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Notre Dame kept DaVaris Daniels’ season alive

DaVaris Daniels who broke his left clavicle against BostCollege was declared good go for national title game. | Jonathan Daniel~Getty

DaVaris Daniels, who broke his left clavicle against Boston College, was declared good to go for the national title game. | Jonathan Daniel~Getty Images

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BCS NATIONAL
CHAMPIONShIP

NOTRE DAME
vs. ALABAMA

The facts: 7:30 p.m. Jan. 7 at Sun Life Stadium, Miami Gardens, Fla.
TV: ESPN. Line: Alabama by 91/2.

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Updated: January 31, 2013 6:53AM



SOUTH BEND, Ind. — When his clavicle shattered as he landed hard on his left shoulder in the Boston College end zone, Notre Dame receiver DaVaris Daniels didn’t feel much pain.

When a trainer on the sideline ran his hand across Daniels’ collarbone and noticed “something wasn’t in the right spot,” Daniels still wasn’t hurting much. Even the aftermath of surgery the next morning to fasten a metal plate to his shoulder with six screws wasn’t terribly painful for Daniels.

No, what hurt was the next couple of weeks — riding stationary bikes during practices, watching games from afar, feeling useless as his team made a run at the biggest prize in college football.

“It was hard,” Daniels said. “Even just watching practice, it was the worst. It was the worst feeling I’ve ever felt.”

Far worse than the broken clavicle — he initially thought it was just a neck stinger until his left arm started feeling heavier and heavier — that cost him the last two games of the regular season, wins against Wake Forest and USC. Of course, every injured player feels helpless on the sideline. But few players ever have had as much riding on those games as Daniels.

Based on the predicted six-week recovery time, Daniels’ future was pretty cut-and-dried. If Notre Dame won out and went to the national championship game, Daniels could play again this season. If the Irish stumbled and wound up playing on New Year’s Day instead, he couldn’t.

“I was really hoping,” Daniels said.

His wish was granted, his team won out, and Daniels returned to contact drills on Friday, finally shedding the non-contact red jersey normally reserved for quarterbacks — and finally shutting up cornerback Bennett Jackson, who had given him endless grief for wearing it.

“It was awful,” Daniels said. “I’ve never been the type of guy to shy away from contact.”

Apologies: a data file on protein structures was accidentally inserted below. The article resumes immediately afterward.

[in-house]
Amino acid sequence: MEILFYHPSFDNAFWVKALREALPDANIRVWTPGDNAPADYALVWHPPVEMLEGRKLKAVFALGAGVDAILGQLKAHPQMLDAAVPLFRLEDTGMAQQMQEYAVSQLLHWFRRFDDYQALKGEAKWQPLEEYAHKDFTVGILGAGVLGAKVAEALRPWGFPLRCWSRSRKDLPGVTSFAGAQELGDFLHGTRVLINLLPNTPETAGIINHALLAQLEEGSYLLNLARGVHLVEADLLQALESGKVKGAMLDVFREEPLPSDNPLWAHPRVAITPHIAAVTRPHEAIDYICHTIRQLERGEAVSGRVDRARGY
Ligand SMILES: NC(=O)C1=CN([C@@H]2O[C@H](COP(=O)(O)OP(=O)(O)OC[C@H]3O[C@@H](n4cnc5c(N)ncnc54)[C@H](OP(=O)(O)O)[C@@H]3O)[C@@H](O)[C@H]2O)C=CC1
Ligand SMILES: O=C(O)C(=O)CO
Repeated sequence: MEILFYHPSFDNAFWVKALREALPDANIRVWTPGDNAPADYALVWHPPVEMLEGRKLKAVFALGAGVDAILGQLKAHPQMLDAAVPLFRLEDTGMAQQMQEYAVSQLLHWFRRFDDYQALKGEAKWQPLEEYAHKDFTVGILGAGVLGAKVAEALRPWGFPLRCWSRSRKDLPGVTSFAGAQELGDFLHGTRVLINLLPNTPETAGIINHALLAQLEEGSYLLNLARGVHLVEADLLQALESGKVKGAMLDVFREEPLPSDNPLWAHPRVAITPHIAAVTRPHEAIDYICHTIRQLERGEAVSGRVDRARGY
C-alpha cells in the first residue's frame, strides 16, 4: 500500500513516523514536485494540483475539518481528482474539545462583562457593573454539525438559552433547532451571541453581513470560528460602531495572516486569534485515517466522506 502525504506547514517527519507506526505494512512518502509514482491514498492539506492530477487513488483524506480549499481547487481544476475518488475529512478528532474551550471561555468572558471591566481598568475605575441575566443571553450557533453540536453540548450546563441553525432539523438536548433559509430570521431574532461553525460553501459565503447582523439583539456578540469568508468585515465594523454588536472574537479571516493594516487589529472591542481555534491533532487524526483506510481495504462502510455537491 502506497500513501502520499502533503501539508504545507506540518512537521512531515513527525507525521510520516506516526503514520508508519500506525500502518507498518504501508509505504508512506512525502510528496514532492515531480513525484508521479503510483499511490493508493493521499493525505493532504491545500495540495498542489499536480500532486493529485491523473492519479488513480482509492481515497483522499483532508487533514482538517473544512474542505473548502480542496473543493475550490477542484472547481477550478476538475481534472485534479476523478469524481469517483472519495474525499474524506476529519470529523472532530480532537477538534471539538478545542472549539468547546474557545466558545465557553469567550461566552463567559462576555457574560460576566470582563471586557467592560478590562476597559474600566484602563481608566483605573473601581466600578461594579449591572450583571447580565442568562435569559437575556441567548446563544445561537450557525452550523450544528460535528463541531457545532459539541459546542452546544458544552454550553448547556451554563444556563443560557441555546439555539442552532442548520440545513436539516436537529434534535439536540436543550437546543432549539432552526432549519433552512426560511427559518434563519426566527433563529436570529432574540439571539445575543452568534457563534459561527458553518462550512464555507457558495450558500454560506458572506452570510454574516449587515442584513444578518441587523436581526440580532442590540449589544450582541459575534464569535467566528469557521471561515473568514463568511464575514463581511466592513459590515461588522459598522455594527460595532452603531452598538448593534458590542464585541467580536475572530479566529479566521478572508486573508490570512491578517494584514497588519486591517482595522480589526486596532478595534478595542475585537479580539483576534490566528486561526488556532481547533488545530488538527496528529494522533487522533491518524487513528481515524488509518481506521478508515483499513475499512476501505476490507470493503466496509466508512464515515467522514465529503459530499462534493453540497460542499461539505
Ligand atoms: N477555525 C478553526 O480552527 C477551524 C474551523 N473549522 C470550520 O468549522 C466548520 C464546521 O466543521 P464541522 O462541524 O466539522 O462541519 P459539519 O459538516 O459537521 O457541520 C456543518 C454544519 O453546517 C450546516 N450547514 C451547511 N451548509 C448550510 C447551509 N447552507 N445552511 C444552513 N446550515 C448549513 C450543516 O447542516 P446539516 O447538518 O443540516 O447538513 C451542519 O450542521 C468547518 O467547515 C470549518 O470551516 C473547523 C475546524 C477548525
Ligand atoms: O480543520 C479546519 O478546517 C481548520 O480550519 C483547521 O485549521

Freed from the jersey, Daniels wasted no time testing his shoulder. He took a couple of hard hits and landed on his left side several times in Friday’s and Saturday’s practices, so the hesitation is gone. And thanks to his cardio work during the layoff — combined with the interminable seven-week gap between the USC game and the championship game against Alabama on Jan. 7 — Daniels feels entirely up to speed.

Irish coach Brian Kelly declared him good to go Saturday.

“He’s a really good player who understands his reps will be based on how he practices and performs,” Kelly said. “I’m certain he’ll play a role in the game.”

That role has yet to be determined. Daniels hopes to regain his spot in the starting lineup, from which he had 25 catches for 375 yards, becoming one of Everett Golson’s favorite targets.

“I think I’m ahead of where I thought I would be,” Daniels said. “Being out for so long, I thought I’d be a little bit behind, but I’m right where I wanted to be. . . . I think the Christmas break we got really helped. Everybody got a few days off, and we all had to come back and work off the rust together.”

Daniels said he got some good advice from the training staff, which worked receiver Michael Floyd back from a similar injury in 2009. Floyd was expected to miss the rest of the regular season after the Week 3 injury, but he came back six weeks later to haul in 10 catches for 141 yards and a touchdown against Navy.

Daniels can only hope his recovery ends with similar results against Alabama.

“Sounds good,” Daniels said. “Sounds real good.”



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